There may be a diplomat along for the ride, but 50/50 if there is he or she is Leary’s advisor and Leary is the emissary; if not then Leary will most likely still be part of the embassy as it’s senior military officer. No way Adele is the emisary unless Drake has gone insane (he’ll be in town tomorrow for a Con, I can ask if he’s gone totally nuts in the last year, but I suspect doing so would be rude).

  11. robert says:

    Well here is the blurb from the S&S website:
    Master and Commander in space! Brilliant and brave starship captain Daniel Leary and ace spy Adele Mundy confront a pirate plot and once again save the Republic of Cinnabar despite itself.

    Says it all, huh?

  12. robert says:

    Oh, wait! There was more:
    Captain Daniel Leary with his friend–and spy–Officer Adele Mundy are sent to a quiet sector to carry out an easy task: helping the local admiral put down a coup before it takes place. But then the jealous admiral gets rid of them by sending them off on a wild goose chase to a sector where commerce is king and business is carried out by extortion and gunfights.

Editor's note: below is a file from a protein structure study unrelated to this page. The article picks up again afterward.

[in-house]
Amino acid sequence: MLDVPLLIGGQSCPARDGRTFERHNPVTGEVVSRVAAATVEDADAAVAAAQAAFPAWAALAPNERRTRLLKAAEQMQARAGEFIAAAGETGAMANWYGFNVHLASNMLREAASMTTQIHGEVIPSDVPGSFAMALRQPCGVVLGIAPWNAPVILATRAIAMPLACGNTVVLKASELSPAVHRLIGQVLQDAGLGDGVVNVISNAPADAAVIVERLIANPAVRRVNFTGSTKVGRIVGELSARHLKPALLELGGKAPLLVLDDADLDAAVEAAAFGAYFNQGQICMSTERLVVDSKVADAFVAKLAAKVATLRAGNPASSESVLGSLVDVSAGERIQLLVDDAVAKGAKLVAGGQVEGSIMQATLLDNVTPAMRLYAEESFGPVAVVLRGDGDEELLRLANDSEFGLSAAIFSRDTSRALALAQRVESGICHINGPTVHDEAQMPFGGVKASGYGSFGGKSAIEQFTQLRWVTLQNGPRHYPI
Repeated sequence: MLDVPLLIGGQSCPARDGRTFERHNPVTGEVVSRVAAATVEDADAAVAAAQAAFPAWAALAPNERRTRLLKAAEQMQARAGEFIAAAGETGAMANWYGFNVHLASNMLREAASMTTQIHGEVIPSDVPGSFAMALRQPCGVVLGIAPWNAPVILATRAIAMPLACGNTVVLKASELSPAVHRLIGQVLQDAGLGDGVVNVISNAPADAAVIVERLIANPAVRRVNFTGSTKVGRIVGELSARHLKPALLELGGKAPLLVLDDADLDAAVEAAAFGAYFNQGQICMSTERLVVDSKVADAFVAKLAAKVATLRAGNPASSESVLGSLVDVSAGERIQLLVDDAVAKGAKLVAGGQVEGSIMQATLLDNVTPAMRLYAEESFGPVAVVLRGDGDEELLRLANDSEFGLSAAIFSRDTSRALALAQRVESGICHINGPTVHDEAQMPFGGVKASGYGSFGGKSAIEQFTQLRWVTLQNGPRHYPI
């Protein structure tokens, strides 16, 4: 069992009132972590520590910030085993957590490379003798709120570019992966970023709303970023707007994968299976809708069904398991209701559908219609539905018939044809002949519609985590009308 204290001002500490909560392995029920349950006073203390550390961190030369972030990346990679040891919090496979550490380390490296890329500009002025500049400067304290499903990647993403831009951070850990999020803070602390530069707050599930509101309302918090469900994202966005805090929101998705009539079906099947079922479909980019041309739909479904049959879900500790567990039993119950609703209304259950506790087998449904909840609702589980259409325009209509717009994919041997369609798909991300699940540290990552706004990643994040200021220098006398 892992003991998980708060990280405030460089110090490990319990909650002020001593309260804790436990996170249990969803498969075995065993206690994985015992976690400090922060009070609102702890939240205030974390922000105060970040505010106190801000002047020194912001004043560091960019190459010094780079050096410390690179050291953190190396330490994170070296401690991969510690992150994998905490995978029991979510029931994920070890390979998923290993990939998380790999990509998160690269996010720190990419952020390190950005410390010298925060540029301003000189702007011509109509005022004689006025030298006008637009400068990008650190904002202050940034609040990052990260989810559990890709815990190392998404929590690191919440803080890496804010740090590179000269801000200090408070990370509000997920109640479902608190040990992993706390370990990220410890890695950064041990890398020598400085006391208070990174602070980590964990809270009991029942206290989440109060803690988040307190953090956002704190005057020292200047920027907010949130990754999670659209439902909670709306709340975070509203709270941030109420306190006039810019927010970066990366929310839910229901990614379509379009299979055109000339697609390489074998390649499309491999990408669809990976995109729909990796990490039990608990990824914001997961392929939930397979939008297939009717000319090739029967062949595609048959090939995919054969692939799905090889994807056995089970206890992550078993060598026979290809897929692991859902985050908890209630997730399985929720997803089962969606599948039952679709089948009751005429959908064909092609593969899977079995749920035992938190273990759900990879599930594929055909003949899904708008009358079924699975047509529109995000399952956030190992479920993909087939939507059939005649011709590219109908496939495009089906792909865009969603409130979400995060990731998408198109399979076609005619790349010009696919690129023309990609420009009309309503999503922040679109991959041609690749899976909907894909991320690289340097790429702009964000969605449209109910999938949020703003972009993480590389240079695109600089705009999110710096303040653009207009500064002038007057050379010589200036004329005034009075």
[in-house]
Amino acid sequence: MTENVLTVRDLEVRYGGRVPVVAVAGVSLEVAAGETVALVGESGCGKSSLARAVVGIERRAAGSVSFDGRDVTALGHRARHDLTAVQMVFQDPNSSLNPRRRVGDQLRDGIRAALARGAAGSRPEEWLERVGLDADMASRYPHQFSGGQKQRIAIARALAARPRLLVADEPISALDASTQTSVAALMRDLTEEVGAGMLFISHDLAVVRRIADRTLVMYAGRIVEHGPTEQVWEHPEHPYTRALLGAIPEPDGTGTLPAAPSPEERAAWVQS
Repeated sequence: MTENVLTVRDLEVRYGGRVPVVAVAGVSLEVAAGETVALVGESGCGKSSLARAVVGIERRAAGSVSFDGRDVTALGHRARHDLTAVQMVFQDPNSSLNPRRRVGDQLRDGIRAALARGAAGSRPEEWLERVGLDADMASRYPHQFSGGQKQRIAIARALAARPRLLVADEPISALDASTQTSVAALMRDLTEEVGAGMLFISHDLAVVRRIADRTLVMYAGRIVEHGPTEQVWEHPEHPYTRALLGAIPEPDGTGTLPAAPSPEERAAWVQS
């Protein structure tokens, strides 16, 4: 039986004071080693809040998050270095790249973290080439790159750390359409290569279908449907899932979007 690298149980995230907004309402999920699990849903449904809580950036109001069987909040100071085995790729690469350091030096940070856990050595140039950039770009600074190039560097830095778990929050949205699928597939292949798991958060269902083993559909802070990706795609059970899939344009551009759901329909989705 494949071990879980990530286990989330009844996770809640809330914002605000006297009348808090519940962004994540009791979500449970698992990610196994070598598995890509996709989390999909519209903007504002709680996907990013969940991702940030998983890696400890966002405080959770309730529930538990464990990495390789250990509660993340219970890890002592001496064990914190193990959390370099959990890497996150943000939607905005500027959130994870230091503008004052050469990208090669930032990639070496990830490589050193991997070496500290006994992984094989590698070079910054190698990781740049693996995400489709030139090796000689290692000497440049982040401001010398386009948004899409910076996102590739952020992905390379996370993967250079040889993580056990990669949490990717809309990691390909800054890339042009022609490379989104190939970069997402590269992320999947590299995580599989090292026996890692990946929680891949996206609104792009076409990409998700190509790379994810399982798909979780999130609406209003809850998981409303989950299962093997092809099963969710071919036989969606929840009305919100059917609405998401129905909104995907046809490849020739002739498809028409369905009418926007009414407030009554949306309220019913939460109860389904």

With anarchy and rebellion in the air, a rogue intelligence officer plots the war that will destroy civilization and enlists the help of a brute whom even torturers couldn’t stomach.

    And, of course, it’s up to Leary and Mundy to put a stop to the madness.

    Oh my goodness! I sure hope they succeed. What fun!

  13. Mike says:

    @8, Hamilcar was a quite popular name for people from Carthage. And Hamilcar Barca was long dead by the time the Second Punic war ended.

  14. Maggie says:

    Shake hands, we shall never be friends, all’s over;
    I only vex you the more I try.
    All’s wrong that ever I’ve done or said,
    And nought to help it in this dull head:
    Shake hands, here’s luck, good-bye.

    But if you come to a road where danger
    Or guilt or anguish or shame’s to share,
    Be good to the lad that loves you true
    And the soul that was born to die for you,
    And whistle and I’ll be there.

    Are we going to see some conflict between our two adventurers??

  15. summertime says:

    In the next to last O’Leary book by Drake I believe he went as military escort to an ousted Senator-turned-diplomat to a supposedly safe sector where the young new potentate was treating with the enemy. After the usual dastardly devilment O’Leary, Mundy and the Senator emerged triumphant and the Senator got back in good with the politicians, as well as our heroes being praised. Maybe this Senator eill be sent on another diplomatic mission.

  16. Fritz says:

    The mentioned chapter of Livy’s history can be found here:
    Tattersall seems to be Placentia, nowadays called Piacenza.